Liberty University School of Health Sciences welcomed Johns Hopkins University Professor of Surgery Dr. Marty Makary to campus on Sept. 14 to share on prevalent issues within the healthcare industry, such as the extreme costs of healthcare and insurance and the importance of challenging current scientific misconceptions.

Makary serves as the chief of Islet Transplant Surgery for Johns Hopkins. He is a leading healthcare expert, a Fox News contributor, and a New York Times bestselling author. He previously served in leadership at the World Health Organization.

Makary’s visit and Grand Rounds lecture, presenting the latest on public health and healthcare reform, commemorated a new collaboration between the School of Health Sciences and Johns Hopkins, highlighting the School of Health Sciences’ commitment to providing high-quality educational and research opportunities to students. The three-year partnership will provide the opportunity for Liberty’s public health graduate students to conduct research on healthcare policy under the direction of Makary and his research team, including Christi Walsh, M.S.N.-C.R.N.P., the Director of the Healthcare Graduate Research Program at Johns Hopkins, who was also a part of the event. The students selected to participate in the program will be conducting research at the JHU School of Medicine, in the Baltimore, Md., and Washington, D.C., area.

“We are so proud at Johns Hopkins of this new, exciting partnership with Liberty University, and you should be proud to be part of an incredible institution here,” Makary told the faculty and students in attendance.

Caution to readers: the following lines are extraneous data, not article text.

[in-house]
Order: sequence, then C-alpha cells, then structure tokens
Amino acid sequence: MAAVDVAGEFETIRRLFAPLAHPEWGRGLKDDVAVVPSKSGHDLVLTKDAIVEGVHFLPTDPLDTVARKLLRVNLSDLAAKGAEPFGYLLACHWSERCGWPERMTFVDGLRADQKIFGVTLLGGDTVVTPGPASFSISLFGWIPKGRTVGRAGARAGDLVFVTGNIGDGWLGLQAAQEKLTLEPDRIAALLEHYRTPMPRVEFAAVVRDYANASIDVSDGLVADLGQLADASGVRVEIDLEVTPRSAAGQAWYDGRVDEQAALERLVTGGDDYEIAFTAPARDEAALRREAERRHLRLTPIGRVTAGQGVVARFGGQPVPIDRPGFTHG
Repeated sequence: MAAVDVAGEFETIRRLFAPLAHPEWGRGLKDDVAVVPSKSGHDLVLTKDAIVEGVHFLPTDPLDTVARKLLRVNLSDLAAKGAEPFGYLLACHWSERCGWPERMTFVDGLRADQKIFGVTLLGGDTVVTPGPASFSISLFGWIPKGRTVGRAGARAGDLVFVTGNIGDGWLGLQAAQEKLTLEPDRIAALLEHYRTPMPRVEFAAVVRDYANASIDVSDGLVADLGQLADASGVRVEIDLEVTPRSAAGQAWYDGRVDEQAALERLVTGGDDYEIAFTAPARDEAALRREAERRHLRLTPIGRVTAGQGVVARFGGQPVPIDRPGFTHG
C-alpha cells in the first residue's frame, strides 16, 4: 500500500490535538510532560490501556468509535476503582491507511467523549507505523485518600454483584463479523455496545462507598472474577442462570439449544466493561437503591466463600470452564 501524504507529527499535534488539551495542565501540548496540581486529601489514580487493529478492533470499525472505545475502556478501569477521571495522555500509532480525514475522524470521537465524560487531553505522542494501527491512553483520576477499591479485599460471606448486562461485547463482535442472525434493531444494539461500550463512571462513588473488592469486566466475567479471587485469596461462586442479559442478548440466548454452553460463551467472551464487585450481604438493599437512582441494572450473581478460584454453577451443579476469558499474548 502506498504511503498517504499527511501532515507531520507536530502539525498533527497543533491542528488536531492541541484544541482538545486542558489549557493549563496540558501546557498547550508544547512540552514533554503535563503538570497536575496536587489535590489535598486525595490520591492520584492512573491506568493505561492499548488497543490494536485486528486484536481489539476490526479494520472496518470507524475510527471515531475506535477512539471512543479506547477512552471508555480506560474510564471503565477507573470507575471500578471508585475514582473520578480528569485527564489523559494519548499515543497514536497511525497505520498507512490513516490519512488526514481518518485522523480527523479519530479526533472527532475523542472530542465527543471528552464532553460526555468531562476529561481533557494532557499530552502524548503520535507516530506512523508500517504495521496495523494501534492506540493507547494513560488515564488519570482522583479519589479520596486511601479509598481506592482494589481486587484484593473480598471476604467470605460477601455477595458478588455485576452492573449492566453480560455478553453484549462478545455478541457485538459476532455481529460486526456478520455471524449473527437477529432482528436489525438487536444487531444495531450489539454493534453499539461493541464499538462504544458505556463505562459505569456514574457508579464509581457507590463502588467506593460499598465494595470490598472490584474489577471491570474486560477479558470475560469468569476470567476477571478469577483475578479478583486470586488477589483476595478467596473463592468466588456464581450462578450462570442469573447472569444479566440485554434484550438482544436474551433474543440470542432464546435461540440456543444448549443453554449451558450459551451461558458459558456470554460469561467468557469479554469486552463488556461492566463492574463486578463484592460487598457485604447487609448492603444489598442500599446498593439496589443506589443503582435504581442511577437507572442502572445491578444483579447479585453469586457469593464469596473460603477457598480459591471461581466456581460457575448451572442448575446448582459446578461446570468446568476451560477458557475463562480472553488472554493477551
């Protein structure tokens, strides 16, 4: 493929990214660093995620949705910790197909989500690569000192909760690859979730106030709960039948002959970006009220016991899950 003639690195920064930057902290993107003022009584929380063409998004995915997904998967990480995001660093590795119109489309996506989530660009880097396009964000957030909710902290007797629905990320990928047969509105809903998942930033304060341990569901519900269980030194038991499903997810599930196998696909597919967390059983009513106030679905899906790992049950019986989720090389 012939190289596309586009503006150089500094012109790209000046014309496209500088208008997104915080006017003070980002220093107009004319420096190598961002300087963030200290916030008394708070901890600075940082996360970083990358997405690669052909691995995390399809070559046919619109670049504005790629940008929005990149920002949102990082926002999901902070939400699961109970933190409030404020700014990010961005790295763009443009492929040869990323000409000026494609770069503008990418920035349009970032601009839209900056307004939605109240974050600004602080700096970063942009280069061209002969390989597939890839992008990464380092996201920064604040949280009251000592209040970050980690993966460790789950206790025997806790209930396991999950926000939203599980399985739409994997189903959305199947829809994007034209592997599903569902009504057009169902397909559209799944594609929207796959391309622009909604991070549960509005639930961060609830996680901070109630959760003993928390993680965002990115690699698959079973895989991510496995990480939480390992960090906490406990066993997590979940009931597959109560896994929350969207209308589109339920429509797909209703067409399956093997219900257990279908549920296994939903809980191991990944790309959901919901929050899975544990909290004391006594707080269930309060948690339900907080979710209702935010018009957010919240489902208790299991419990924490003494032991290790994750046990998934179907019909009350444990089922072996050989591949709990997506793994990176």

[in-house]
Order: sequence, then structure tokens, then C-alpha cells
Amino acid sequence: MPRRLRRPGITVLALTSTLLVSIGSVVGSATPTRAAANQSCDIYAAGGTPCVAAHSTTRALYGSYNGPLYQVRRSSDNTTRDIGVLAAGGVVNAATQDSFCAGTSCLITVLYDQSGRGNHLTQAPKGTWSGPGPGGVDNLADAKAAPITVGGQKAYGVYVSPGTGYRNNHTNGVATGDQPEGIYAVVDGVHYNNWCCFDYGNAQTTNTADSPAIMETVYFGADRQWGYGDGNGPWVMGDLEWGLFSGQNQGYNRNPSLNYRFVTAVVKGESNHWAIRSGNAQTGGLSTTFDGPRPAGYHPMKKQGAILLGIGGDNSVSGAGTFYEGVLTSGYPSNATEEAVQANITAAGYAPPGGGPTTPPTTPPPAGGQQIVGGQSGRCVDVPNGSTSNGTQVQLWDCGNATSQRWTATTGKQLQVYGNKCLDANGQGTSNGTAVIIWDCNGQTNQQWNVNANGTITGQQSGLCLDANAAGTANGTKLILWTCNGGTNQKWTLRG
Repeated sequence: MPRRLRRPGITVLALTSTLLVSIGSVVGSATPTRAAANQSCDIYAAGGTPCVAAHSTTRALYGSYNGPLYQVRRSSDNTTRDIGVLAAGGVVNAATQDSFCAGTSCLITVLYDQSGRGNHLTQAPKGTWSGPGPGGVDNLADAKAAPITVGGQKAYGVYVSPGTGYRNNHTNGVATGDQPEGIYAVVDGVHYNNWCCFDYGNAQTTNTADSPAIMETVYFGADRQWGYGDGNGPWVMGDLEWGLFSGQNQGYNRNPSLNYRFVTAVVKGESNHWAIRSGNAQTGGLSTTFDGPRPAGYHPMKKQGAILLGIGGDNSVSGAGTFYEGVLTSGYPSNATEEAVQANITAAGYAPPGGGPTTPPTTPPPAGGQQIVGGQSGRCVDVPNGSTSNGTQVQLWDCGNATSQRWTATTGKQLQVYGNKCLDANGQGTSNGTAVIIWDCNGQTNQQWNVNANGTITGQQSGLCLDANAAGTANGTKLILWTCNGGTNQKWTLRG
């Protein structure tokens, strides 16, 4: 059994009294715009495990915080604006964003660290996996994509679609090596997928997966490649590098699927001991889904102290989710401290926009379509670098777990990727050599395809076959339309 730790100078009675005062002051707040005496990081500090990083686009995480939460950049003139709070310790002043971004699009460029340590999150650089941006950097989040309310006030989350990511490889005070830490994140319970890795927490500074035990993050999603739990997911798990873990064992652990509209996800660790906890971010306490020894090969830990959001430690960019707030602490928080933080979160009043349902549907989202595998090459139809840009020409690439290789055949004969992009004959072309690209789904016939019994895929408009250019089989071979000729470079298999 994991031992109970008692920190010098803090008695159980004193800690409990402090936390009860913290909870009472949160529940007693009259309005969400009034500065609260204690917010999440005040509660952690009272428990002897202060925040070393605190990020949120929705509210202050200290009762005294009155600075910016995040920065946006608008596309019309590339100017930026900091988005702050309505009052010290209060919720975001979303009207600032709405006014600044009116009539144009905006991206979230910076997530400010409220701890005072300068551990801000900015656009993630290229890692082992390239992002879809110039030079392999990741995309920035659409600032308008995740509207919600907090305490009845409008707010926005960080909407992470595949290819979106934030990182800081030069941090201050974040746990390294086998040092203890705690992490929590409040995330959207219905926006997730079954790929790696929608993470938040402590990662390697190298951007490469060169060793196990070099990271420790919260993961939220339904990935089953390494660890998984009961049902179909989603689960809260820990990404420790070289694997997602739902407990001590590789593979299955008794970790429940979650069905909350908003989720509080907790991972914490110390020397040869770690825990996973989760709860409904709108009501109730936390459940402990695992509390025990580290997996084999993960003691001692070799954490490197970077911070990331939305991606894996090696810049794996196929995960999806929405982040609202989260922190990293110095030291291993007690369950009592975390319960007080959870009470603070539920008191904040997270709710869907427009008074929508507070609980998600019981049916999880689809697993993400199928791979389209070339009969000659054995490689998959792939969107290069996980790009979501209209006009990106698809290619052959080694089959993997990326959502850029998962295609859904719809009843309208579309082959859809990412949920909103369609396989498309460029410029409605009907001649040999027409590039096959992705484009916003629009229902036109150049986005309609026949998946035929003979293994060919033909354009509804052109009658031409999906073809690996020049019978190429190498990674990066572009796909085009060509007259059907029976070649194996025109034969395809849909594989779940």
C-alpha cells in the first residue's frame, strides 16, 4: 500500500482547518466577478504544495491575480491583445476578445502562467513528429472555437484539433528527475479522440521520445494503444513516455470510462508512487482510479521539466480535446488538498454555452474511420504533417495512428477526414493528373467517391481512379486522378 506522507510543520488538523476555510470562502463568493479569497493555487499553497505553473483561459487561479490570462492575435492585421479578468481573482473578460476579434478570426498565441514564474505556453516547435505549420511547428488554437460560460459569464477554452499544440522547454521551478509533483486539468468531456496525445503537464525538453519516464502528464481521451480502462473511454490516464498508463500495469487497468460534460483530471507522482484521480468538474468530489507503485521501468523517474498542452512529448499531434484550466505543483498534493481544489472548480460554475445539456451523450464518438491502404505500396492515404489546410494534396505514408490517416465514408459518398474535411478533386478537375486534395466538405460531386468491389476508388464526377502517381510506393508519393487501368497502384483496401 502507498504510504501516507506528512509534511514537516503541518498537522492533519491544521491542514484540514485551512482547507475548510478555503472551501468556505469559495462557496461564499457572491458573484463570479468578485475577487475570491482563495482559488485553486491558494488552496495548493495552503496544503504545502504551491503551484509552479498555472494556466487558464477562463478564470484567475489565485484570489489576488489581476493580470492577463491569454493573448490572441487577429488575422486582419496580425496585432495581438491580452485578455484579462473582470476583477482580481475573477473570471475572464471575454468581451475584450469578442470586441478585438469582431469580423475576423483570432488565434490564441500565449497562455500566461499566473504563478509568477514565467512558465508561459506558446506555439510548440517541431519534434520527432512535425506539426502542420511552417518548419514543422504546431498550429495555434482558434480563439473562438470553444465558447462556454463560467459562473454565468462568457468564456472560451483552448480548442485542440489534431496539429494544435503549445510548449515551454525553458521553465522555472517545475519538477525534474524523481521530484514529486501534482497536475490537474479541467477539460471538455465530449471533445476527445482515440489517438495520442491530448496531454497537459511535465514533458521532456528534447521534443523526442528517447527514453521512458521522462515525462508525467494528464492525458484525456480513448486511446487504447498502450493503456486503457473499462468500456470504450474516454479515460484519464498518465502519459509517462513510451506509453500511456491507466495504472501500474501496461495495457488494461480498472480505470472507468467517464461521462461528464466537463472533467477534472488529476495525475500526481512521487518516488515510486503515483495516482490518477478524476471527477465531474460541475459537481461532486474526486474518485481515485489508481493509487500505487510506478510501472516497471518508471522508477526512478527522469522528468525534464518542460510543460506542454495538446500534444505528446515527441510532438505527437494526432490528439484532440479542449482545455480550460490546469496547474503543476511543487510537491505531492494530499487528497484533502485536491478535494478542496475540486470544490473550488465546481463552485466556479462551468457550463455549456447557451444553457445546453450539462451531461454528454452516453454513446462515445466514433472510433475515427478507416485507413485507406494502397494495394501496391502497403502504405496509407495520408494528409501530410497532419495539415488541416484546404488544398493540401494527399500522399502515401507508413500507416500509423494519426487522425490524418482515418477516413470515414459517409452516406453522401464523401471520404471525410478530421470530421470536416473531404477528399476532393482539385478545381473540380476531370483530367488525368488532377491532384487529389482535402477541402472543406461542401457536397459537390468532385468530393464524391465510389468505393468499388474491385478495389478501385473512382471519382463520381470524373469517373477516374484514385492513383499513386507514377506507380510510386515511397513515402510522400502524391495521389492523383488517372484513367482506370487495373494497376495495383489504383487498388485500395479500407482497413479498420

“We have partnered with the Johns Hopkins School of Medicine to invest in the future of medicine and public health and to develop new leaders in healthcare,” said School of Health Sciences Dean Dr. Heidi DiFrancesca. “Our students will receive a customized program for advanced training in the real issues in healthcare and will be mentored by Dr. Makary, along with other members of the research team.”

This past summer, three of Liberty’s Master of Public Health students were selected as the 2023-24 research fellows to join Makary and Walsh’s current research program, focused on the ‘redesign on healthcare’.

“Through this experience, our students will have the chance to be involved in high-impact research that could significantly influence the redesign of healthcare, leading to improved quality of care that is patient-centered, improved health outcomes, and improved state and federal public health policy. Our students will be equipped with the tools necessary to challenge deeply held assumptions both about U.S. healthcare and those held in the medical community, empowering them to engage in practical solutions that lower healthcare costs resulting in improved access to care across all populations,” DiFrancesca said.

Makary began the lecture by encouraging the students in their journeys and emphasizing the importance of a career in serving others.

“One thing that unites all of us in healthcare, it doesn’t matter what country you’re in or what level you are at, is the desire to help other people,” he said. “That is a calling and a mission. And that’s what sets all of us apart.”

He spent a large portion of the lecture addressing problems within healthcare, namely excessive waste and the rising costs of medical care. Noting that around 48 percent of the total United States budget involves some aspect of healthcare, around 62 million Americans are “functionally uninsured” either due to being completely uninsured or otherwise underinsured.

“Everybody wants (people to have affordable healthcare),” Makary said. “Who wants someone to suffer because they don’t have enough money. … We all want the same thing, but how are you going to get there?”